Detox diets are all the rage at the moment.
And rightly so..
See, you spend all day surrounded by the toxins found in sugar, processed food and the evil powers of rock n' roll.
And that's why your diet isn't working.
Luckily, there's a shake for that..
Celebrities do them. Reality TV "stars" do them, too.
But should you do a detox diet if you want to lose weight?
Today I'm going to break them down, and give you some facts to wash away the mountain of hype surrounding this latest craze of the fitness industry.
Let's face it, we all know at least one person who sells detox diet shakes.
(I'll call her Sandra.)
Sandra says "drink this miracle weight loss shake"...
So you try your best to avoid Sandra every morning on the school run, as she stalks the yard like a lion looking for weak antelope to sell a pack to.
And you feel genuinely sorry for the unlucky recipient she finally selects (but not sorry enough to take their place), cringing as she reels of the buzzwords... "cleanse your system of toxins".... "enhance your glow"... "reboot your body"... for a good 15 minutes.
But hey, at least it wasn't you.
Until one day, she gets you.
To make matters worse, it'll happen on the day from f**king hell. So as you roll up to school with 60 seconds to spare, your 5 year old tucked under your arm wearing a pair of underpants as a hat and a Nutella smile reminiscent of Heath Ledger's Joker, Sandra looks down her nose at you in judgement, waiting patiently to give you the speech about why you need to "realign your chi".
Suddenly it ain't so funny, is it?!
If you know Sandra, and would like to see what happens when her head explodes in rage, feel free to share my article with her...
Yes, it's going to be one of those posts...
I guess my problem with the whole detox thing stems from it being the latest in a long line of fitness marketing buzzwords.
It's all about images of avocados splashing into glasses of water, and models pouting next to bowls of really colourful fruit and vegetables.
It's full of annoying people who say things like "Fruit is nature's candy!"
The next time I hear that phrase, I'm going to high five an electric fence.
Clearly, Sandra has never experienced the ecstasy of a late night Galaxy binge.
I've been a personal trainer for 12 years, and in that time I've been lucky enough to have helped 1000's of men and women to lose weight.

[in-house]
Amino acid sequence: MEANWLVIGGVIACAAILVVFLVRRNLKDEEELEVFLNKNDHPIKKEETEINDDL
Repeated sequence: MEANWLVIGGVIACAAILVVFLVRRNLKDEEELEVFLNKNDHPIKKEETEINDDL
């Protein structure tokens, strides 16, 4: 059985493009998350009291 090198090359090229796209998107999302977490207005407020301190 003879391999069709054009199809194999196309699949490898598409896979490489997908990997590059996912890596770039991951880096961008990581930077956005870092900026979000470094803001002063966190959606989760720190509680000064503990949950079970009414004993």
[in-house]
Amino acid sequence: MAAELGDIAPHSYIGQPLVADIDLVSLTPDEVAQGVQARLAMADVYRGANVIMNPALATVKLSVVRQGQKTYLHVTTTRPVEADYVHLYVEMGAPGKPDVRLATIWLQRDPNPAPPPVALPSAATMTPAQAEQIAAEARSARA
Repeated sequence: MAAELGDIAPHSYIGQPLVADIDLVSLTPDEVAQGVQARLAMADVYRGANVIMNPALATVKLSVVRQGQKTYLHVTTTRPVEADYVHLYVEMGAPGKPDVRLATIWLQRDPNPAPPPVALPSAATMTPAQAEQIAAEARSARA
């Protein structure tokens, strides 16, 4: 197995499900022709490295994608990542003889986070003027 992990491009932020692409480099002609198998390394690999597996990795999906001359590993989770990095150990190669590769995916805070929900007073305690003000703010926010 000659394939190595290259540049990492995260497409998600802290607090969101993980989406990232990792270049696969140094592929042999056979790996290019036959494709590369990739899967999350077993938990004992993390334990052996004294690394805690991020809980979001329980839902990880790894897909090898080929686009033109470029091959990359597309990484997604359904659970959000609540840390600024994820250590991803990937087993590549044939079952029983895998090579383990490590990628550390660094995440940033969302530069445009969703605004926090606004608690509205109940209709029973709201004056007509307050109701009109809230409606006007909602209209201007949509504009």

And the one thing I wish people would stop doing is comparing fruit to f**king chocolate.
I love fruit, it's packed with vitamins and minerals which will do you good. But there is nothing wrong with having chocolate if you want chocolate. You do not need to replace it with an apple. You just need to stop eating so much of it that your optimal transport choice is rolling.
It's also part of fitness culture that refuses to give any credit to the hard-ass work registered dietitians have to endure in order to be able to call themselves RD's, instead basing it's proof around the phrase "Well it worked for me..."
Because nowadays, Jackie from your local chip shop can decide she wants to sell something like Juice Plus shakes and is given the title of wellness coach or weight loss nutritionist.
NOTE: These are not real job titles. You cannot attend college to become a qualified wellness coach. They are merely fancy names given to build false trust and disguise the real job title, which is sales rep. Because pyramid scheme.
And these people don't bother chasing academic approval, instead obtaining their degree from the University of Pinterest., where anything natural is deemed good for you (try drying your hair in a tornado) and anything colourful is deemed "bursting with natural goodness".
You'd have thought I'd have been super shredded as a teen, then, given my childhood diet of Wham bars and Refreshers.
So before I get into the facts on why detoxes are bulls**t, it's probably a good idea to start by running through what a detox diet actually is.
It's based around the idea of "cleansing" the body of toxins, and in order to do this we are told to remove certain foods from the diet (sugar is a favourite) for three-to-four weeks.
What a toxin actually is, however, isn't clearly defined.
During a 2009 study, researchers questioned 15 leading detox and cleanse companies (including Garnier, Boots Vitabiotics, Innocent, and more) about their products in order to determine precisely which aspects of human health they were attempting to fix. (3)
None of them could provide any information on which toxins their products were specifically targeting, or even agree on a solid definition for the word "toxin"!
Further still, none of them were able to provide any evidence to show either the safety or the effectiveness of any of their products.
So not only do they not know if their own products are effective for targeting these so-called toxins they are demonizing as the reason you can't lose weight, they don't even know which toxins they are!
That's fitness industry nonsense in full effect, right there...
But by scientific standards, a toxin is classed as something that's dangerous to human life.
So that could be anything, really.
The poison is in the dosage.
Too much water can kill you. (1)
Should you stop drinking it? No - that would also kill you!